I don't think it would absurd to guess that a good chunk of Comic Bulletin's visitors — and really most comic fans — are aspiring creators themselves. What is it about our hobby that makes us regular guys think we can do it, too?
For anyone that has done research in how to "break in" — and I mean more than sit in on a comic-con panel with panelists who essentially repeat the same thing every year ("Keep trying!" "Everyone got here in different ways!" "Don't suck!") — you know how important it is to sum your comic's idea up in a nice pithy sentence for submission to a major publisher. While it's debatable how fair that request it, it's practical for the purposes of the limited time submission editors have and their ability to gauge the marketability of the product. How does this relate this Footprints? Well, it might have one of sexiest summaries of all time: Bigfoot, a hardboiled, noir style detective , must reunite his mythological monster friends to solve the murder of his estranged brother, Yeti.
Without seeing art or knowing much about the creators, that premise grabbed me and forced me to give the first two issues of the comic a try. I'm glad to say that the content of Esposito and Moore's original title fulfilled the promises made by the one sentence premise. To make this work the world they created is a tad like True Blood, but with different fake creatures. The mythical cast features Bigfoot, a snarky Jersey Devil, a prostitute Loch Ness Monster, a yet-developed Megalodon and a mute, pet-like Chupacabra named Choop. These creatures live amongst the rest of us after Bigfoot and Yeti came out of the hiding in the 1940s thus blowing the lid on weird things worldwide. The pacing is great in the first issues, with the story smoldering like a hardboiled crime novel. Everyone once in awhile an oddity creeps up, and it feels out of place, then you remember the protagonist is covered in fur and a giant shark is wearing a Robin mask.
Don't misunderstand, Footprints is as noir as it gets. Bigfoot's narration has as much gristle and general disdain as any contemporary genre comic can muster. A lot of that is due to Jonathan Moore's rugged yet clean panels. His pencils and inks thrive in the setting and the flexibility of the style allows the tone to fit equally for a murder scene and a round table of anthropomorphic animals. The page to page consistency is remarkable for an independent work. The best genre for black and white is noir and the story works in tandem with the pencils to create a traditional feel. One knock is that sometimes the panels are so ashy it's hard to distinguish between the Foot brothers or the particular expressions of the characters. Overall though, an awesome job.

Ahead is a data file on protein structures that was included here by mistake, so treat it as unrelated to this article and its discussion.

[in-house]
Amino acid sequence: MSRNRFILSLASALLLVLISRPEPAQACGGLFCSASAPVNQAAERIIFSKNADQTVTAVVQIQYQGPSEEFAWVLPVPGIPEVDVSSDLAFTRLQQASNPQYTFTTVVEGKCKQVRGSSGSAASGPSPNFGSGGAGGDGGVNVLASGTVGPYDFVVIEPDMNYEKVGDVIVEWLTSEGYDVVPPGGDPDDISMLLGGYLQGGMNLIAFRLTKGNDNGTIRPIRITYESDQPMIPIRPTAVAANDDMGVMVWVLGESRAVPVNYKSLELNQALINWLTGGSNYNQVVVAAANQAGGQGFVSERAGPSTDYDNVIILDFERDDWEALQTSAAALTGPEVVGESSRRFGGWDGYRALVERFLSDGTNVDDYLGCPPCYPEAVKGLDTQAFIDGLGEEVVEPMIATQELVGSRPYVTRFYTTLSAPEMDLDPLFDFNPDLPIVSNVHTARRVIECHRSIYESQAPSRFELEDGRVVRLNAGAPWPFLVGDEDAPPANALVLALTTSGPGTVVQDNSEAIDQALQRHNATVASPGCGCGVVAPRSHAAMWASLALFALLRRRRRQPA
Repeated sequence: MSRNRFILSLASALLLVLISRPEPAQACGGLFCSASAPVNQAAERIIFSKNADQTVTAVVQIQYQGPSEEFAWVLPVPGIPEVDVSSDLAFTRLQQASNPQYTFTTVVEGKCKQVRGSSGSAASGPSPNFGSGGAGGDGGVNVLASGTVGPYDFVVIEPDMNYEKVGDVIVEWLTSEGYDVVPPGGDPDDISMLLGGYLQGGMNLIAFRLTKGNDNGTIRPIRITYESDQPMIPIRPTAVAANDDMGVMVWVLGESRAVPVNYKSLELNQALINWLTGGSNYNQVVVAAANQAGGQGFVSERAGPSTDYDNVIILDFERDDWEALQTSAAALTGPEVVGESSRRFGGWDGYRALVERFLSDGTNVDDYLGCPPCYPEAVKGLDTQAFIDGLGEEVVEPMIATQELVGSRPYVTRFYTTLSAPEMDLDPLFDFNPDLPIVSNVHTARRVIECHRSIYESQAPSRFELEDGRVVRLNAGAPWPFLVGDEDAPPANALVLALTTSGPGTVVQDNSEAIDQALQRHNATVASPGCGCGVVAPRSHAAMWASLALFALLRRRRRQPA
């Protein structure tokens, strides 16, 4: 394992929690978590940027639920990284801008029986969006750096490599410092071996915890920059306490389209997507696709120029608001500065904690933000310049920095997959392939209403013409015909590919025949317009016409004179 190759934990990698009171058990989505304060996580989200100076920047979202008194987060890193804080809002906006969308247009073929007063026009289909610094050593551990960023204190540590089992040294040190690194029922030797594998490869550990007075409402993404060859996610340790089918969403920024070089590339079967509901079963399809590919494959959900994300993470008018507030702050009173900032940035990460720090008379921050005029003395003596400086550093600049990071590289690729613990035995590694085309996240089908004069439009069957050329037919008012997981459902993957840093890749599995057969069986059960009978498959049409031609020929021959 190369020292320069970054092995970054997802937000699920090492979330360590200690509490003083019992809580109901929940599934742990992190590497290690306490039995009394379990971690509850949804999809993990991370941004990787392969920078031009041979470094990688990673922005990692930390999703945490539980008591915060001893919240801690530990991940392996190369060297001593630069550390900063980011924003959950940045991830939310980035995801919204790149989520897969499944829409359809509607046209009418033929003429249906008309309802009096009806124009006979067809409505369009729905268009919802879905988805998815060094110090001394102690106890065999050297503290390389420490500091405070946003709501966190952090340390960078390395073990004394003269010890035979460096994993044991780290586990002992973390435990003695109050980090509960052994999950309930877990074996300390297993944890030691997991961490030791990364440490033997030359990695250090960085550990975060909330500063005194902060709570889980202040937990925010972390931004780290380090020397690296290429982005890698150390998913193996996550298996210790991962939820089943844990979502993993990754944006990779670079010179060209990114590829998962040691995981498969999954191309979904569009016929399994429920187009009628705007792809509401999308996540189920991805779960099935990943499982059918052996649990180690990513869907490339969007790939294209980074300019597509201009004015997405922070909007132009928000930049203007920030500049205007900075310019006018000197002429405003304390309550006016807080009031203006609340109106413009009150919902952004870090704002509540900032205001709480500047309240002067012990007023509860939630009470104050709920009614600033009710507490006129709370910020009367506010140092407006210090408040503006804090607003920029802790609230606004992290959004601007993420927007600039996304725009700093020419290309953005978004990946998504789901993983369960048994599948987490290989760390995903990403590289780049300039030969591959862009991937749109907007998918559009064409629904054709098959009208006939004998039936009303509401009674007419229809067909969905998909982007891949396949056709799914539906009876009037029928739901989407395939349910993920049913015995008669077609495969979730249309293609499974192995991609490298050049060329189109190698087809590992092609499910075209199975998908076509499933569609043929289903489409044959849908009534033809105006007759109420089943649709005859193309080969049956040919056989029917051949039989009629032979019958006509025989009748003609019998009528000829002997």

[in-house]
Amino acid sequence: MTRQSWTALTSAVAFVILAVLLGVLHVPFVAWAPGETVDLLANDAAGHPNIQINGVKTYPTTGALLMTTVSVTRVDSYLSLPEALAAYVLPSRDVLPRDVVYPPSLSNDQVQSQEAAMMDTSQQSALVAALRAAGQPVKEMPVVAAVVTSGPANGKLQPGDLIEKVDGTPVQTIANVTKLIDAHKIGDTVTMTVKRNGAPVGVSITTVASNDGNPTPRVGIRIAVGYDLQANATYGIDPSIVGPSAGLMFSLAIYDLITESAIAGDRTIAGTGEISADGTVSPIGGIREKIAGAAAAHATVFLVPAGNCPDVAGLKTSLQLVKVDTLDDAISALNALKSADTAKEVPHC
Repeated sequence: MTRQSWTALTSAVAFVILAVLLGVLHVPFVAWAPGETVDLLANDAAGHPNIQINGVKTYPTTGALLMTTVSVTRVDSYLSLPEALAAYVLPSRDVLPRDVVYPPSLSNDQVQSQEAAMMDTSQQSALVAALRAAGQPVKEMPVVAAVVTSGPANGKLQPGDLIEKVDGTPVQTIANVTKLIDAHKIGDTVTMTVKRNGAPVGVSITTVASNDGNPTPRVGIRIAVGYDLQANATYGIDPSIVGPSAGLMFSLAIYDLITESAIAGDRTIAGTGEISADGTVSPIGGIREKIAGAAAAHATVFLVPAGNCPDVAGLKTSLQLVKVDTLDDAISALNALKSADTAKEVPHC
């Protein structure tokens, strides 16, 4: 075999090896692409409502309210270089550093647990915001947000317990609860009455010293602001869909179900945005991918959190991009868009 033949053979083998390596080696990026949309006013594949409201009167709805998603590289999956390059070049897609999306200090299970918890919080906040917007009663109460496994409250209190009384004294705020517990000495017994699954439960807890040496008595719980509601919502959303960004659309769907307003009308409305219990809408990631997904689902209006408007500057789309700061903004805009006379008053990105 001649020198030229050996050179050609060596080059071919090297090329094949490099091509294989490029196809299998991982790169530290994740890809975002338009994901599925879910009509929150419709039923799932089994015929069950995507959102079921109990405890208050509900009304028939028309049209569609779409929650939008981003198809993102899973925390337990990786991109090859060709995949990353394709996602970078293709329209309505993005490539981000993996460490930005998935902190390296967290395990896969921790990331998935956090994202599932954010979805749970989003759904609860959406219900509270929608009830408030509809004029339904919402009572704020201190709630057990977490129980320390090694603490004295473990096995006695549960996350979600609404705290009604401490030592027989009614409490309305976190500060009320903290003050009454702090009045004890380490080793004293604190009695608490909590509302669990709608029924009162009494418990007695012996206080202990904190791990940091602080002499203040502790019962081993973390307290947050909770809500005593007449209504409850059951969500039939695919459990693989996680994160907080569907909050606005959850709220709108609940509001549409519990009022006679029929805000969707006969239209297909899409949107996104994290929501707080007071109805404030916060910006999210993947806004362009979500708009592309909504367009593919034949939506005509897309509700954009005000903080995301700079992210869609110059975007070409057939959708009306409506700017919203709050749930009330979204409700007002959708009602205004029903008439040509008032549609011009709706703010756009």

Esposito has engineered this novel concept into a great story that is only beginning to ramp up in the first two issues. The premise has long-term capability, and the current tale is bolstering enough to warrant more. In the now, however, the story does lull at moments and sometimes the old-school detective aspects dominate over the more outrageous ones. It's not a bad thing, because like I said, this is surely a noir comic before anything else.
You can read Footprints #1 for FREE below (thanks to Joey Esposito for letting us share it!) as well as at 215 Ink's iPad App. If you like it, you can also buy issues directly from 215 Ink — a strong recommendation for someone looking for something familiar with a uniquely fresh feel.
Jamil Scalese is just like you — an avid comics fan and lover of sequential art. Residing in Pittsburgh, PA, he is an unapologetic Deadpool fan, lover of the Food Network and proud member of Steelers Nation.